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Old 11-30-2010, 09:57 PM   #1
Dave Witt
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How should I get started? (long)

I've just recently discovered CrossFit & am excited to get into it. In the past I've followed the traditional workouts in Men's Health, Men's Fitness, Body for Life, etc, with little success. My biggest downfall w/ those workouts has been sticking w/ it. I'd work out for a month or two, then stop for a while, start back up again, fall off the wagon again, & so on, for years. At this point, I haven't worked out for probably 6 months or more, & don't really have any excuses, other than being lazy--I'm not a morning person, so when I "try" to get up to work out b/4 work, I'll reset the alarm & skip the workout. At night, I'm too busy w/ kids, dinner, exhausted from work, etc. I'd like to get into the habit of working out in the am so I can't make any excuses the rest of the day, & it gets the metabolism going & sets the tone for the day.
I have everything I need in my garage: power rack w/ olympic weights (although they're NOT bumper plates), power block dumbbells, 10 lb medicine ball, heavy punching bag & speed bag, jump rope, treadmill, recumbent bike, gymnastic rings, & even a large tractor tire & sledgehammer for tire flipping & pounding.
I'm at my heaviest now (196 lbs, 6', just turned 45) & really feeling out of shape. I have "toothpicks" for legs & carry most of my weight in my gut. Sorry for the long backstory (probably not even needed). My question is how should I get started w/ Crossfit? Should I first get into some semblance of shape by the traditional running/lifting weights, until I firm up the flab? Should I work only on getting all of the CF exercises down first until I'm competent w/ form? Should I focus on leg work & metcons to work on my weak spots? Or should I start right in on the WOD's, scaling it down to a manageable effort for me (like the pups or on the porch BrandX scaling?) My flexibility is poor, too, so I was wondering if I should do a CF WOD one day, then work on a Mobility WOD the next? I really like what I see on the CF website, & would like to get into the best shape of my life, but I want to do it correctly & not injure myself or burn out by jumping in too fast.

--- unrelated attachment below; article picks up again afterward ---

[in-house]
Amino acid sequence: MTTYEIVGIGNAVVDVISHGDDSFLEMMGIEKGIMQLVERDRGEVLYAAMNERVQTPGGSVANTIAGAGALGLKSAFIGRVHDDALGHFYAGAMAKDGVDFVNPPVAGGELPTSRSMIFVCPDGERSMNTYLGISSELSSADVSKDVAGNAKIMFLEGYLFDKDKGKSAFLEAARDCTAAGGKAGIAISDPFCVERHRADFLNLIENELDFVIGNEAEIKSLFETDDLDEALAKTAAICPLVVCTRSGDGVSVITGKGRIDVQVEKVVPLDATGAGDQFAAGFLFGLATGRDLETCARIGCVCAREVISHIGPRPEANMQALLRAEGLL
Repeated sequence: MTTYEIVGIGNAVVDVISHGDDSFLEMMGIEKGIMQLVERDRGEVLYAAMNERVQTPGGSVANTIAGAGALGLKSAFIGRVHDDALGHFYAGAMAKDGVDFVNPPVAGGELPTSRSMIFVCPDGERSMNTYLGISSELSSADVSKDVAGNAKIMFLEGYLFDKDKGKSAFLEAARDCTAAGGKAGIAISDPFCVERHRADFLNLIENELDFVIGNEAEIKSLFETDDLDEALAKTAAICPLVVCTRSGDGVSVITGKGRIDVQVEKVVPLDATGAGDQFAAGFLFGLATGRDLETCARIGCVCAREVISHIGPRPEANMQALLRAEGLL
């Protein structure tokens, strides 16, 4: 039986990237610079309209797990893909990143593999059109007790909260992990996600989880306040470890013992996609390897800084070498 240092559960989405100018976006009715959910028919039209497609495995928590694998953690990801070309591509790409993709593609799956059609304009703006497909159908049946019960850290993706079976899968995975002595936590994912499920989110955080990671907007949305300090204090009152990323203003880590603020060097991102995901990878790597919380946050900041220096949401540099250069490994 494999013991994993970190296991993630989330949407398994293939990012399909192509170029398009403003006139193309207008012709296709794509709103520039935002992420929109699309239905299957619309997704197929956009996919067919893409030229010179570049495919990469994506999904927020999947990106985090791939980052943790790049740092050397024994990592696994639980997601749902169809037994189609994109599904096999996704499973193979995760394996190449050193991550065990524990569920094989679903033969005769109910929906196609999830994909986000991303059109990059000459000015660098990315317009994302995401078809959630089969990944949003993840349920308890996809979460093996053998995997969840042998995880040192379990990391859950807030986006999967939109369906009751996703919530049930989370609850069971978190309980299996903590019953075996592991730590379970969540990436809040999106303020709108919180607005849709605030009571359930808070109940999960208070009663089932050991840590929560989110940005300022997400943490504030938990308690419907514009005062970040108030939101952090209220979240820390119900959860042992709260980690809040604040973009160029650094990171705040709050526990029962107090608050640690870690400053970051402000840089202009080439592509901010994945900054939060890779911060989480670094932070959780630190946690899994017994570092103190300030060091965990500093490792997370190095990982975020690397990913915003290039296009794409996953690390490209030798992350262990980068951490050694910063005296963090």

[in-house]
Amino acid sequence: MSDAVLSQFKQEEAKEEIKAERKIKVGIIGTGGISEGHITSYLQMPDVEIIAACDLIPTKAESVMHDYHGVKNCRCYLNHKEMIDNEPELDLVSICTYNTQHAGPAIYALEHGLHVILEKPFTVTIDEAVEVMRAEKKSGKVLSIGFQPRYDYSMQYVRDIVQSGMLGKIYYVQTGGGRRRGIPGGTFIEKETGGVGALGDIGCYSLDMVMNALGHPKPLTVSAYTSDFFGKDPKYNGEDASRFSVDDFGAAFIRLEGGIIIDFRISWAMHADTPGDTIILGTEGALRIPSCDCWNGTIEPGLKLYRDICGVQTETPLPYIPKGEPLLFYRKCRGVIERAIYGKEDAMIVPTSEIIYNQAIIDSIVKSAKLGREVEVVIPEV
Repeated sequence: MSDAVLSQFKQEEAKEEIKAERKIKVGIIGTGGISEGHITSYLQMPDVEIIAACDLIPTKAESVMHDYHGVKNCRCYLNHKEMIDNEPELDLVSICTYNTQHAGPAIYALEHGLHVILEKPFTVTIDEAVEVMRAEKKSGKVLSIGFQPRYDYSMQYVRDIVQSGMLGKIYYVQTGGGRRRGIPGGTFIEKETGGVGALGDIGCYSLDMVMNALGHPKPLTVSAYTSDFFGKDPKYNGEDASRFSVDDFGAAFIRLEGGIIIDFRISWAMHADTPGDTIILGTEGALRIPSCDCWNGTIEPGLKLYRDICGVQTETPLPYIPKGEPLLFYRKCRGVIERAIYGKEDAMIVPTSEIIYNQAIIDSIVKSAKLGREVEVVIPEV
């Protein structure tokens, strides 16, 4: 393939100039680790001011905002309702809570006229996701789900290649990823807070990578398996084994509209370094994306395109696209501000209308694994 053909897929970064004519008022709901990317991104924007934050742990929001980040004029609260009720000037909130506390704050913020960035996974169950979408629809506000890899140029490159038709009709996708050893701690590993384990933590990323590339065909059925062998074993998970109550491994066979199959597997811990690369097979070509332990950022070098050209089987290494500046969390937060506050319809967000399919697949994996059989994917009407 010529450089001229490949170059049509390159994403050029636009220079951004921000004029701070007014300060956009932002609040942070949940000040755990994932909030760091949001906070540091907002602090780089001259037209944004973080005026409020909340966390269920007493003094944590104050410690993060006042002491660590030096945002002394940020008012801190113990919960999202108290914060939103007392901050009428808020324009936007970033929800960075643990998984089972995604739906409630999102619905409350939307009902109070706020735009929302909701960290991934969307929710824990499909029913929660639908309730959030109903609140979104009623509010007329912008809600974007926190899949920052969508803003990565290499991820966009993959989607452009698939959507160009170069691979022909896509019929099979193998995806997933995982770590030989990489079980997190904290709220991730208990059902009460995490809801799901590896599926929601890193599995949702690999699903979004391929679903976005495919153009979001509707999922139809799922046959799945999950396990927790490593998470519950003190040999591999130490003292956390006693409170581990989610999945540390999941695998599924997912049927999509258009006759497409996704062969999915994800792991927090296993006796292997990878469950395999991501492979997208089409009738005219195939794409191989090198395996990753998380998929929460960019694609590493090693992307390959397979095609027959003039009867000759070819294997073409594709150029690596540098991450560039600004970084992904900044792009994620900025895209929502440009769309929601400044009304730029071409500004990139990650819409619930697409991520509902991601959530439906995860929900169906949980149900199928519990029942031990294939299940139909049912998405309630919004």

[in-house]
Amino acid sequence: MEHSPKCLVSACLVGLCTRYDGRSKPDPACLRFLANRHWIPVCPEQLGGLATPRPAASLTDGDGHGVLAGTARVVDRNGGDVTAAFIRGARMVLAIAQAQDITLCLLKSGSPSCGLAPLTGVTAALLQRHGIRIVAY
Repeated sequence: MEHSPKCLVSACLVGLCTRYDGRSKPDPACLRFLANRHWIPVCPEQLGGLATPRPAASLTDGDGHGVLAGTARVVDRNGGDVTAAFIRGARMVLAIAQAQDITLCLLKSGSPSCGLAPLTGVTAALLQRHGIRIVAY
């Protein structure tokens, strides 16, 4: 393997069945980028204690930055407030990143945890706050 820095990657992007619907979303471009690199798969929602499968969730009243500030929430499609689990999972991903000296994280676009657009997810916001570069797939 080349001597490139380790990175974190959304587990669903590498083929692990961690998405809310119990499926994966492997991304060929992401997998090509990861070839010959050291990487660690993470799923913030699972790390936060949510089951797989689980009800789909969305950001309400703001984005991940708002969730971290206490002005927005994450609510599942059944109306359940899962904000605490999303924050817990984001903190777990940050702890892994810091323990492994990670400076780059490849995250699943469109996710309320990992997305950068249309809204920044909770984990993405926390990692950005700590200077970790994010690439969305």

There is just so much good info on this site, it's almost overwhelming. I could spend a yr just reading posts, watching vids, & getting nothing done! (I do plan on not renewing my subs to MH & MF anymore & subscribing to the CF Journal!)
This site makes me think that maybe that AM/PM ad is wrong--maybe there is such a thing as "too much good stuff"!
Thanks for any guidance you experienced CF'rs can give me, in the way of routines I should follow, or how to find my motivation to get my *ss up in the am & do this thing. (I know, I know--I have to find my "why"...)
Dave.
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Old 11-30-2010, 10:39 PM   #2
Jason Calzada
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Re: How should I get started? (long)

I am in the same boat as Dave, any help would be appreciated.
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Old 11-30-2010, 10:48 PM   #3
Eric Montgomery
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Re: How should I get started? (long)

You don't need to "get in shape" before you start CF--just do CF scaled down. Running and standard lifting weights won't really do anything for getting you into CF-ready shape. "Leg work," whatever that is, probably won't help much either. Unless you mean squats and deadlifts.

BrandX (WFS) is a good way to go for scaled workouts. Read this (WFS) if you haven't already. Learning proper form on all the major movements is pretty much essential before you start trying to go fast or heavy on the workouts, so if you can't find a good coach to help you, you should probably watch everything you can off the CFJ and post videos for critique on the Digital Coaching thread. Start with light weight, reinforce proper mechanics, and get them down with consistency before you start trying to blow through WODs. But again I'd say a coach or affiliate is a good place to start, even if you just go there long enough to do their Elements or Foundations or whatever they call their intro classes.